“Good fences make good neighbors.”
This refrain, repeated by the poet’s neighbor, is the line most people seem to remember from Robert Frost’s Mending Wall. It is often quoted out of context and in ignorance, particularly by Republicans when they want to wax poetic over issues from immigration to closing the public out of public lands so private oil and gas interests can ravage what remains of our natural resources under the pretense of energy independence.
But Mending Wall begins: “Something there is that doesn’t love a wall.” And the neighbor’s utterance follows Frost’s questioning of the necessity of the boundary between them:
My apple trees will never get across
And eat the cones under his pines, I tell him.
He only says, “Good fences make good neighbors.”
The notion of metaphorical and literal fences maintaining peace—or breeding hostility—between neighbors has been around for centuries in both poetry and in practice. Poet-priest George Herbert offers this succinct variation in The Temple from 1633: “Love your neighbor, yet pull not down your hedge.” Sections of Rome’s Servian Wall, which was built in the 4th century BCE and withstood the forces of Hannibal, still stand.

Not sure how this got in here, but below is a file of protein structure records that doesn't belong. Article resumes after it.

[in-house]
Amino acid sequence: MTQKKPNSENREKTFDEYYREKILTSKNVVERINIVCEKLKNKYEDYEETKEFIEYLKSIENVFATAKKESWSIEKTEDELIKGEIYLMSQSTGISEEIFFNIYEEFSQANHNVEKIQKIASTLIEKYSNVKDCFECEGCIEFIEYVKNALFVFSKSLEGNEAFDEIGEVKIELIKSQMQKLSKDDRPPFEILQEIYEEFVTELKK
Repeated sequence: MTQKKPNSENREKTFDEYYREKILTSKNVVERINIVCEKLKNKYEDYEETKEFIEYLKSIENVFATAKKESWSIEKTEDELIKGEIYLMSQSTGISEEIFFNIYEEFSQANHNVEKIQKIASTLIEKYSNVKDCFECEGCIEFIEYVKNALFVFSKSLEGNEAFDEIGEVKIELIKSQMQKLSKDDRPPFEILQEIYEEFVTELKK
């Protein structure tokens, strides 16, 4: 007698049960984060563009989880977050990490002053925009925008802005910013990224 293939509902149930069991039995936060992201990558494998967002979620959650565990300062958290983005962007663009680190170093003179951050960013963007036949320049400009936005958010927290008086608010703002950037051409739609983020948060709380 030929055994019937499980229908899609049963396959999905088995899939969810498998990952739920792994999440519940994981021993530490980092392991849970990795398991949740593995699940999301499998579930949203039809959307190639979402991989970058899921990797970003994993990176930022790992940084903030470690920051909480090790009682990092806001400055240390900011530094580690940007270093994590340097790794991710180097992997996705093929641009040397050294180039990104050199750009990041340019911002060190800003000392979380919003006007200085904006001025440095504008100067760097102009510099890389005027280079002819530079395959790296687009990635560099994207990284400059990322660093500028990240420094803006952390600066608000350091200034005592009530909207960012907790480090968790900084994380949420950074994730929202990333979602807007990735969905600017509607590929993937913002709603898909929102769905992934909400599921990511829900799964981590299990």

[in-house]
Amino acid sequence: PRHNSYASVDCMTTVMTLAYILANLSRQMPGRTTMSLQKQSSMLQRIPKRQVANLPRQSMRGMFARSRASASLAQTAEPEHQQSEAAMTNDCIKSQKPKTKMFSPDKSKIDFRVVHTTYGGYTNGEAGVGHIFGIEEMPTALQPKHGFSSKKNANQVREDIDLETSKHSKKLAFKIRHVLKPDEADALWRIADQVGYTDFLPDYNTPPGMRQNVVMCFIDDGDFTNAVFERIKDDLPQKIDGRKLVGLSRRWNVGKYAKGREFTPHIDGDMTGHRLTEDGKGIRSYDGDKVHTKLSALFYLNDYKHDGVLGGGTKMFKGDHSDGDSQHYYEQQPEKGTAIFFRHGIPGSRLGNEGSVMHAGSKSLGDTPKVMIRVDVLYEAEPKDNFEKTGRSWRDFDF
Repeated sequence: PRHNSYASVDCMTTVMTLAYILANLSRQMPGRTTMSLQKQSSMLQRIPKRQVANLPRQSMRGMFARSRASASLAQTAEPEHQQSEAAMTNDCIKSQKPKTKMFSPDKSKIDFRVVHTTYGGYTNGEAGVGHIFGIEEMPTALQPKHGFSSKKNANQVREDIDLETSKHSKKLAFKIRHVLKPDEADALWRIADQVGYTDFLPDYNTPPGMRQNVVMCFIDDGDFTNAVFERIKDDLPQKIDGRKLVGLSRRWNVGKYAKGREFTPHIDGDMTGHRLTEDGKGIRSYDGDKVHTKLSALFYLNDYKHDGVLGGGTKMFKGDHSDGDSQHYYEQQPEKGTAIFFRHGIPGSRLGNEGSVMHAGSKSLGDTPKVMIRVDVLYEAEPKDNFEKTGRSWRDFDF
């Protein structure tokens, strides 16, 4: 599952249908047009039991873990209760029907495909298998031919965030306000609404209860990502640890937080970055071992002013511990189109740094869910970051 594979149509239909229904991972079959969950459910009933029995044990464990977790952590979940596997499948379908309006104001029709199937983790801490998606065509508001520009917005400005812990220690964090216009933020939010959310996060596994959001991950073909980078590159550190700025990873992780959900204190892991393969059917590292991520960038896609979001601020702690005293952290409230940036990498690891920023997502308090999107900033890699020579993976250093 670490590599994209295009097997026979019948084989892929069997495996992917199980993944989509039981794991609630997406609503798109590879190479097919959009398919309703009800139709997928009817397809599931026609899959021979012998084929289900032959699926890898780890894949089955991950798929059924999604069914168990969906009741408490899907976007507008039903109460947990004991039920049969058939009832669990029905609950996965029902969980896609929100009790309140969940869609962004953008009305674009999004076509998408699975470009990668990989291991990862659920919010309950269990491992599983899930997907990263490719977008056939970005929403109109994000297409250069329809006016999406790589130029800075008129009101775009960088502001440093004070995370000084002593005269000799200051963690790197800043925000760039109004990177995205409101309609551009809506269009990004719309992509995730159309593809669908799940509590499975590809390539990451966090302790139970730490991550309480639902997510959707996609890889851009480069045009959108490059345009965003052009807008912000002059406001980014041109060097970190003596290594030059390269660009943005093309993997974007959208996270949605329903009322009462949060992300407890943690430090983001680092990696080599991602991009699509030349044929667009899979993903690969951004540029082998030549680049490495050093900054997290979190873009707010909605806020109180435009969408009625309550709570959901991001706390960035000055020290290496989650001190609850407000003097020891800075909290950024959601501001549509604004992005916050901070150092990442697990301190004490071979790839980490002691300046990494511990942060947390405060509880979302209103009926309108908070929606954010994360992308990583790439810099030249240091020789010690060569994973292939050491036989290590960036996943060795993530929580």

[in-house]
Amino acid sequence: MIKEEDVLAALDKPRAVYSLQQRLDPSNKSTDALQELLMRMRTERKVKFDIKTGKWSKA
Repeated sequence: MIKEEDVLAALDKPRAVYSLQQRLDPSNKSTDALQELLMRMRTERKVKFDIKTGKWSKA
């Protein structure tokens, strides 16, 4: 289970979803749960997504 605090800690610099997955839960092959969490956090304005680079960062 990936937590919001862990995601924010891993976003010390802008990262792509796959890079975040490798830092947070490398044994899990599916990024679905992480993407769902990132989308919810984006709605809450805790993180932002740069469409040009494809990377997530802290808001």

I share a general attitude toward fences with Edward Abbey, whose characters in The Brave Cowboy (as well as its underseen film version, Lonely are the Brave) and The Monkey Wrench Gang cut down barbed-wire barriers to open space. As the human companion of dogs, I have also learned the benefits of fences.
We recently moved into a cozy home with a sizable yard enclosed on two sides by high plank fencing and along the back by chain-link. In our search for a house, “fenced yard” was top priority, above even air conditioning, a dishwasher and an actual house itself.
Over the weekend, I met one of our side-adjacent neighbors. She seemed very nice. We will not be able to converse over our fence. Although the fence does have the advantage of preventing her family’s shrill Chihuahua from accessing our yard (the same cannot be said of their enterprising Shi-Tzu).
As I type this, my dogs have charged the rear fence, barking sharply. They leap on and thrust their heads over the wire mesh barricade at the appearance of another neighbor. He is cautious of their energetic greeting and Frost-ian view of walls.
A good fence can provide peace of mind, privacy, refuge. A bad fence can isolate us, block our view of the surrounding world, impair our ability to communicate. A fence’s merits, or lack thereof, depend largely on who or what is on the other side.
At the very least, fences should be viewed with skepticism. However, fences, like politicians, are sometimes a necessary and practical evil. Fences are best built with the understanding that they must be occasionally mended and heeding Horace’s reminder that, “It is your concern when your neighbor’s wall is on fire.”